• darkcrayon - Thursday, March 29, 2012 - link

    I'm guessing the machine will have to upscale very little content other than images on the web in a month or two. Every major app will be updated for the higher resolution, no new app will be caught dead not supporting the new resolution, and text based apps get a "free" upgrade to the higher resolution. If your primary concern is whether images on the web will be updated, then that's an area for disappointment. Otherwise...
  • adityarjun - Thursday, March 29, 2012 - link

    I love this site and most of the reviews. Since the ipad has been released I have been coming here 6-7 times a day just for this review. Glad to see it finally put up. I just registered here specifically to ask a few questions.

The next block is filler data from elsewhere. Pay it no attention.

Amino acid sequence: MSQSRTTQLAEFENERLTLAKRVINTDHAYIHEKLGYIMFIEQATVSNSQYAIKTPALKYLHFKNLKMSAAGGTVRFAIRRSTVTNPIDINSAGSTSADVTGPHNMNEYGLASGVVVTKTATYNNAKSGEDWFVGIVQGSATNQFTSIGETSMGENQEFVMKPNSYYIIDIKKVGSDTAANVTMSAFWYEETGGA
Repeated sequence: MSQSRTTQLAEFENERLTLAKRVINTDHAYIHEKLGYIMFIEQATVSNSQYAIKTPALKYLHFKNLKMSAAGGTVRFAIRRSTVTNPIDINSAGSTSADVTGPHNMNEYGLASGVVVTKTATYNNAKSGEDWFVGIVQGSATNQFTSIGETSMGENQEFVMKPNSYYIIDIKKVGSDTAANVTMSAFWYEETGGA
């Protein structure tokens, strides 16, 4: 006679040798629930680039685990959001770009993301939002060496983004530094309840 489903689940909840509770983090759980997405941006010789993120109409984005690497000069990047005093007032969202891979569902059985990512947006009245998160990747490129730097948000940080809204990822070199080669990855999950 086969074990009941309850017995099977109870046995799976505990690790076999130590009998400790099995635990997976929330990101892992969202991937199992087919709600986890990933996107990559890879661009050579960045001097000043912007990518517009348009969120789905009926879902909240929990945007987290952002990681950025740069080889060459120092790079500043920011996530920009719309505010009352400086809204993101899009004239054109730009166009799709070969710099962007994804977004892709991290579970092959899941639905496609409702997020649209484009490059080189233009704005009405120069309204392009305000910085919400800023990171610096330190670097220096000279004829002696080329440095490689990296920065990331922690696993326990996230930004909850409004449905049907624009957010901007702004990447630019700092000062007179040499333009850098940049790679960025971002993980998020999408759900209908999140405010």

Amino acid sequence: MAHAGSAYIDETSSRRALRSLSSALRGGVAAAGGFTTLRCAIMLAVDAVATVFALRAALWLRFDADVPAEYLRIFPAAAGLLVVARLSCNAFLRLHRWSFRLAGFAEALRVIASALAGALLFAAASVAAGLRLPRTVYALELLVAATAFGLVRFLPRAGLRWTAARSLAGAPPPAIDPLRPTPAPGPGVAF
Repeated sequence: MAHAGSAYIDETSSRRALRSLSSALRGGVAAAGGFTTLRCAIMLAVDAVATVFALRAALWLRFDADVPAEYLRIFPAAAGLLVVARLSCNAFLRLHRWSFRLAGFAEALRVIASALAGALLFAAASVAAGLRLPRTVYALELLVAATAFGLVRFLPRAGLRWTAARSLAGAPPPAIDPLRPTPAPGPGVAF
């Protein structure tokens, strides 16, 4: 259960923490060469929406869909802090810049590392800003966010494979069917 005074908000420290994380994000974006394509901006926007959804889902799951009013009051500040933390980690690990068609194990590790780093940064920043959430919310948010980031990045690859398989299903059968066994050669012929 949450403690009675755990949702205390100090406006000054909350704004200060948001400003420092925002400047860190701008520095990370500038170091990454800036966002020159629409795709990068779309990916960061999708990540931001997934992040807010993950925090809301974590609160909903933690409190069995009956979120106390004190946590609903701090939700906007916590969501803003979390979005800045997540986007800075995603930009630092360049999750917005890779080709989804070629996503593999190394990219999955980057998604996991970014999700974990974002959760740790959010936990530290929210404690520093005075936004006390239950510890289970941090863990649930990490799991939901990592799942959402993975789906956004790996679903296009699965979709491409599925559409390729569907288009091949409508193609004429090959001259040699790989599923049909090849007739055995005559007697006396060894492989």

While I was more than impressed with the review, I was hoping to read something about the use of Ipad as an educational tool. This section was sadly missing.

    I am a engg grad student and I am currently looking for a good pdf reader. The only viable options for me are the new Ipad or the Kindle DX (the kindle 6" is too small). While the Kindle does sound good , the problem is that some of my pdf books are over 100mb and full of mechanical drawings. Will the Kindle be able to handle that, especially if i want to frequently jump pages or refer to multiple books side by side? I have never seen a Kindle in person so anyone who has used it, please comment.